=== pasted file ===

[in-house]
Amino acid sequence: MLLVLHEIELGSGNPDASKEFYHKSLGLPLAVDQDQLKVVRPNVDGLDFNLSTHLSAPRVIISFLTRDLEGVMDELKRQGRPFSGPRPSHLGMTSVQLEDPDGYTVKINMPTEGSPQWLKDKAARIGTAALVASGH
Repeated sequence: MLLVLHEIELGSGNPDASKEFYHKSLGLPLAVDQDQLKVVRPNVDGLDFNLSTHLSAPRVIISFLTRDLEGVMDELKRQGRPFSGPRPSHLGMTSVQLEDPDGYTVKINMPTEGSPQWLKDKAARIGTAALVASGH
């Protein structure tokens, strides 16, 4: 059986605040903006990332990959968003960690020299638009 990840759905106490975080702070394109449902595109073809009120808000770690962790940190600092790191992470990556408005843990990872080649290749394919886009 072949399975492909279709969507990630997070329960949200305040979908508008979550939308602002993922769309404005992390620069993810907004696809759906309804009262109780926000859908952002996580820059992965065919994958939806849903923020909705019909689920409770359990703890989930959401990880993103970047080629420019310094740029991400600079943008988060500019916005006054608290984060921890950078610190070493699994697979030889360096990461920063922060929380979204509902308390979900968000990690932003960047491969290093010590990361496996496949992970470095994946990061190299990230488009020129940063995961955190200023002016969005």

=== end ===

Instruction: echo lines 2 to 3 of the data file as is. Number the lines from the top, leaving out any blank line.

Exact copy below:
Amino acid sequence: MLLVLHEIELGSGNPDASKEFYHKSLGLPLAVDQDQLKVVRPNVDGLDFNLSTHLSAPRVIISFLTRDLEGVMDELKRQGRPFSGPRPSHLGMTSVQLEDPDGYTVKINMPTEGSPQWLKDKAARIGTAALVASGH
Repeated sequence: MLLVLHEIELGSGNPDASKEFYHKSLGLPLAVDQDQLKVVRPNVDGLDFNLSTHLSAPRVIISFLTRDLEGVMDELKRQGRPFSGPRPSHLGMTSVQLEDPDGYTVKINMPTEGSPQWLKDKAARIGTAALVASGH